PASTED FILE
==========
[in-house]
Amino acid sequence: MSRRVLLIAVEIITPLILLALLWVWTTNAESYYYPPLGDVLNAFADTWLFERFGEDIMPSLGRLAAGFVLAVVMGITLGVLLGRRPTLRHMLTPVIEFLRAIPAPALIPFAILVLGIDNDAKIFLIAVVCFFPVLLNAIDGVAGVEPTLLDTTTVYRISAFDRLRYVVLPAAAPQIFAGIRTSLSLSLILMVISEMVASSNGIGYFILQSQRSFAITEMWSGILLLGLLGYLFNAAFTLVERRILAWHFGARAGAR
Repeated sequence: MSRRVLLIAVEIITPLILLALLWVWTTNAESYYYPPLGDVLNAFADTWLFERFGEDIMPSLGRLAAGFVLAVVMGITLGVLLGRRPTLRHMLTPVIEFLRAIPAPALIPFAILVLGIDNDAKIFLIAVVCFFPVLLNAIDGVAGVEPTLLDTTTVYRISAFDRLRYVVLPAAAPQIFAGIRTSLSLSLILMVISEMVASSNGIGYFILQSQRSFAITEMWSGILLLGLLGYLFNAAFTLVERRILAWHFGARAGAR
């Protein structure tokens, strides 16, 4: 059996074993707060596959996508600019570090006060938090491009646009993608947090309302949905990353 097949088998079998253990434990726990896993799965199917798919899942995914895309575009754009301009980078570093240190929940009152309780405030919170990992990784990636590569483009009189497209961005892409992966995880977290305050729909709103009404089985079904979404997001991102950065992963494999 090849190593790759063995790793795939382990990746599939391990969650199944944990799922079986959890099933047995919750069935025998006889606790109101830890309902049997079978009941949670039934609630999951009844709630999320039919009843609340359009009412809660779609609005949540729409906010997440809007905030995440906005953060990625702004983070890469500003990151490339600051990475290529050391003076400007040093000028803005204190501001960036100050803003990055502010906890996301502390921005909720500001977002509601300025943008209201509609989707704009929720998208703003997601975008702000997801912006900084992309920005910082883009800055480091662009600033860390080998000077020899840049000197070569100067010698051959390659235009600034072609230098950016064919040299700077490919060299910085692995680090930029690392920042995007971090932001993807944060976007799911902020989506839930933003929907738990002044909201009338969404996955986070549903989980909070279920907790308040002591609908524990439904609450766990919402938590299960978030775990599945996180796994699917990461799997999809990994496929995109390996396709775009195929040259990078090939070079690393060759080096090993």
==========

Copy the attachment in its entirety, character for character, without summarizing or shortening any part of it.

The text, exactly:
[in-house]
Amino acid sequence: MSRRVLLIAVEIITPLILLALLWVWTTNAESYYYPPLGDVLNAFADTWLFERFGEDIMPSLGRLAAGFVLAVVMGITLGVLLGRRPTLRHMLTPVIEFLRAIPAPALIPFAILVLGIDNDAKIFLIAVVCFFPVLLNAIDGVAGVEPTLLDTTTVYRISAFDRLRYVVLPAAAPQIFAGIRTSLSLSLILMVISEMVASSNGIGYFILQSQRSFAITEMWSGILLLGLLGYLFNAAFTLVERRILAWHFGARAGAR
Repeated sequence: MSRRVLLIAVEIITPLILLALLWVWTTNAESYYYPPLGDVLNAFADTWLFERFGEDIMPSLGRLAAGFVLAVVMGITLGVLLGRRPTLRHMLTPVIEFLRAIPAPALIPFAILVLGIDNDAKIFLIAVVCFFPVLLNAIDGVAGVEPTLLDTTTVYRISAFDRLRYVVLPAAAPQIFAGIRTSLSLSLILMVISEMVASSNGIGYFILQSQRSFAITEMWSGILLLGLLGYLFNAAFTLVERRILAWHFGARAGAR
């Protein structure tokens, strides 16, 4: 059996074993707060596959996508600019570090006060938090491009646009993608947090309302949905990353 097949088998079998253990434990726990896993799965199917798919899942995914895309575009754009301009980078570093240190929940009152309780405030919170990992990784990636590569483009009189497209961005892409992966995880977290305050729909709103009404089985079904979404997001991102950065992963494999 090849190593790759063995790793795939382990990746599939391990969650199944944990799922079986959890099933047995919750069935025998006889606790109101830890309902049997079978009941949670039934609630999951009844709630999320039919009843609340359009009412809660779609609005949540729409906010997440809007905030995440906005953060990625702004983070890469500003990151490339600051990475290529050391003076400007040093000028803005204190501001960036100050803003990055502010906890996301502390921005909720500001977002509601300025943008209201509609989707704009929720998208703003997601975008702000997801912006900084992309920005910082883009800055480091662009600033860390080998000077020899840049000197070569100067010698051959390659235009600034072609230098950016064919040299700077490919060299910085692995680090930029690392920042995007971090932001993807944060976007799911902020989506839930933003929907738990002044909201009338969404996955986070549903989980909070279920907790308040002591609908524990439904609450766990919402938590299960978030775990599945996180796994699917990461799997999809990994496929995109390996396709775009195929040259990078090939070079690393060759080096090993």